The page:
Richard Donner died July 5 at the age of 91. His career spanned 60 years and launched franchises out of The Omen, Superman and Lethal Weapon. As producer, he helped bring Free Willy, X-Men, and Tales From the Crypt to the screen, too. Donner directed several episodes of Crypt himself. Even one off films like The Goonies, Scrooged, and Maverick were big.
When your filmography includes such giants, they tend to overshadow some gems that are equally good. Donner’s career has many, so here are some of the unsung films worth discovering to celebrate a legendary filmmaker.
Richard Donner dealt with child abuse with kid gloves
Radio Flyer starred Elijah Wood and Joseph Mazzello as brothers. Their mother (Lorraine Bracco) can’t protect her sons from their abusive new stepfather (Adam Baldwin). The boys cope by retreating into their fantasy world. They attempt to turn their Radio Flyer wagon into a plane to escape.
Donner balances a nostalgic look back at childhood (bookended by Tom Hanks telling the story) with a childlike perspective on a serious subject. The film’s fantasy leaves things open ended for the viewer to decide what really happened.
Screenwriter David Mickey Evans began making his directorial debut with Radio Flyer. However, producer Michael Douglas replaced him with Donner, according to Entertainment Weekly’s 1992 behind the scenes article. The final movie still did not become a box office hit. You should see it because Donner managed to make a profound movie that offers hope in seemingly hopeless situations.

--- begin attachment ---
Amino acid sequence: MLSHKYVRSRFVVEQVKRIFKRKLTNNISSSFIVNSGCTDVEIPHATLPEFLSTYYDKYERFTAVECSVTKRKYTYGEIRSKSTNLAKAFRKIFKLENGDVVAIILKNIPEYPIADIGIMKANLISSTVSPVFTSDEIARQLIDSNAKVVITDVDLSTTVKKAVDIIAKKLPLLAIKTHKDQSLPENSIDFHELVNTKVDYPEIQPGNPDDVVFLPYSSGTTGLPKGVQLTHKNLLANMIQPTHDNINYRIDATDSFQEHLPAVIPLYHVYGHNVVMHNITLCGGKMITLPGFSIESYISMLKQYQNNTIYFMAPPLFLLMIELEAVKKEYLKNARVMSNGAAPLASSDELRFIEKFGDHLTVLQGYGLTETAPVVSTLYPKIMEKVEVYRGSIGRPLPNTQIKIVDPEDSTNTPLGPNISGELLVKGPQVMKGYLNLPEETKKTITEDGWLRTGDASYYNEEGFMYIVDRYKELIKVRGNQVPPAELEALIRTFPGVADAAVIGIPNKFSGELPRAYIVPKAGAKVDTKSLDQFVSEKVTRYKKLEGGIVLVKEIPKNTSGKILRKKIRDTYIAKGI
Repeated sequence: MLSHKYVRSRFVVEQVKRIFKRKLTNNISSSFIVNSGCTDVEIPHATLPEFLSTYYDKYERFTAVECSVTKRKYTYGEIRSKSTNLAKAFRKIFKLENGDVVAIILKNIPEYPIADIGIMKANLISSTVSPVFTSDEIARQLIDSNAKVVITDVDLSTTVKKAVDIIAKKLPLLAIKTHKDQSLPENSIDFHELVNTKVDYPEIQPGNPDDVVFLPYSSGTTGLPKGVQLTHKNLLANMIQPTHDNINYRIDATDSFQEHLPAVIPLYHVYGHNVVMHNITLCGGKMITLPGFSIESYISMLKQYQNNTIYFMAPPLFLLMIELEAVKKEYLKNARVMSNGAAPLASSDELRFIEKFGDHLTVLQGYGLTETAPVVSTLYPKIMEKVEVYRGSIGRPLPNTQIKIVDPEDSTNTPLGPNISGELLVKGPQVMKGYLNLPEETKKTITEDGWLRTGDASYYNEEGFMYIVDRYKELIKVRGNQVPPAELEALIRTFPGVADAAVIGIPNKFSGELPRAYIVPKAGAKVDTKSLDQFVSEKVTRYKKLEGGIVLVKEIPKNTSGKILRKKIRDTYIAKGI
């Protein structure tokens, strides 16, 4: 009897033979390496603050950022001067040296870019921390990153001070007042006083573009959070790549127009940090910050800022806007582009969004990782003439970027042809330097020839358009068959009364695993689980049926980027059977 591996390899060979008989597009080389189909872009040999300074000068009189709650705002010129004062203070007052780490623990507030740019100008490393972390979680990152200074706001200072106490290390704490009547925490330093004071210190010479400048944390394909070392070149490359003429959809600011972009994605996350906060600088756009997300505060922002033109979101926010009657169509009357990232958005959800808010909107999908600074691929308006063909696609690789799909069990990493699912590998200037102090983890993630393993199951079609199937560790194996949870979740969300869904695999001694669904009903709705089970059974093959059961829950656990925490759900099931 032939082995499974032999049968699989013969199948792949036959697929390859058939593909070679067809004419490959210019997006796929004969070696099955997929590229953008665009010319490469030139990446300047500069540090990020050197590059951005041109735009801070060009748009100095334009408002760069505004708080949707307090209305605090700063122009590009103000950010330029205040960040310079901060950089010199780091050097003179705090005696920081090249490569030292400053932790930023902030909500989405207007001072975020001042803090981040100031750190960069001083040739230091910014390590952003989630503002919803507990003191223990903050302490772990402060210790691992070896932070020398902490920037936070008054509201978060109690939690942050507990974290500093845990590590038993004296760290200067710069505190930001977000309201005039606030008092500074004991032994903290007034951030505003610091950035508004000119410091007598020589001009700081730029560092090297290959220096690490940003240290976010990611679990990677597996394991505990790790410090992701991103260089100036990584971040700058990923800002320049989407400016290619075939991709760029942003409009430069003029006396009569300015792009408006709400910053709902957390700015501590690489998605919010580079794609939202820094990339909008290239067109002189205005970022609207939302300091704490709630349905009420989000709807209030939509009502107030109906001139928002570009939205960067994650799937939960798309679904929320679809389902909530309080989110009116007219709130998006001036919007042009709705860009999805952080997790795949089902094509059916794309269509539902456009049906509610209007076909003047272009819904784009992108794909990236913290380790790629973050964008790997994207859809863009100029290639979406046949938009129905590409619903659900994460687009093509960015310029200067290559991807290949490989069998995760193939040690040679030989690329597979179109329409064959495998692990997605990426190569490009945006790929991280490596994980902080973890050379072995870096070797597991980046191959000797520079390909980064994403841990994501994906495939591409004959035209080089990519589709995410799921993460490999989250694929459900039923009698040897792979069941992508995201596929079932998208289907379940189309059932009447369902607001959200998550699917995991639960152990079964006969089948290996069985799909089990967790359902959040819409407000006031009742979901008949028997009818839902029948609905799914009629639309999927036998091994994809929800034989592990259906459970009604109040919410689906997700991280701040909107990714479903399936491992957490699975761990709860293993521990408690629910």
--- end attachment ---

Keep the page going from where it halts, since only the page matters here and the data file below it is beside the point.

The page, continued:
Richard Donner scaled it back after ‘Superman’
One of Donner’s earlier movies was Inside Moves. Released in 1980, Donner made it after The Omen and Superman. This film also dealt with serious issues, but with a more grounded real-world approach than Radio Flyer.
Roary (John Savage) attemps suicide and survives with permanent injuries. He befriends a blind man, a man without hands and a paraplegic in a wheelchair in a local bar. The bartender (David Morse) is saving up for a corrective operation on his own legs. Inside Moves has gradually made its way onto DVD and Blu-ray over the years. It’s currently streaming on HBO and Shout Factory TV if you want to experience one of Donner’s human dramas.
‘Conspiracy Theory’ was a blockbuster about mental illness
Conspiracy Theory was a summer movie hit starring Mel Gibson and Julia Roberts. Still, since it’s not a franchise, a Christmas movie or an ‘80s kids’ obsession, it could do with a new reminder, too.
Jerry Fletcher (Gibson) is a New York cab driver who spouts his conspiracy theories and prints an underground zine. He’s obsessed with lawyer Alice Sutton (Roberts). When Jerry is onto something, it brings the actual conspirators down on him.
This was a bold character to make the hero of a summer action movie. Jerry is sympathetic, but the film is brutally honest about the sorts of obsessions plaguing many people with various conditions, at a time when less was spoken publicly about mental health. Gibson had played edgy antiheroes in Lethal Weapon and perhaps Mad Max, but in the mid-’90s, he was largely considered the all-American hero, even when he was Scottish hero William Wallace.